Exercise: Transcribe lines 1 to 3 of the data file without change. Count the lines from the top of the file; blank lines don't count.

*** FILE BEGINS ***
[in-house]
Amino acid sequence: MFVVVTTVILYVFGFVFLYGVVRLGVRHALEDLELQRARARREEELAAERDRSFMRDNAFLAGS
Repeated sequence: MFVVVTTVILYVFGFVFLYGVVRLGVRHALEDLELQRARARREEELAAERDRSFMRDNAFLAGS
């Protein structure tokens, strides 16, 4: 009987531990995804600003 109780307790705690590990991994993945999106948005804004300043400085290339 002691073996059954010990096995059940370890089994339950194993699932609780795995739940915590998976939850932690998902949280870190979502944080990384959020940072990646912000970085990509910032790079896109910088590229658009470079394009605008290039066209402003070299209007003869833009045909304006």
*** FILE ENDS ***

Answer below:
[in-house]
Amino acid sequence: MFVVVTTVILYVFGFVFLYGVVRLGVRHALEDLELQRARARREEELAAERDRSFMRDNAFLAGS
Repeated sequence: MFVVVTTVILYVFGFVFLYGVVRLGVRHALEDLELQRARARREEELAAERDRSFMRDNAFLAGS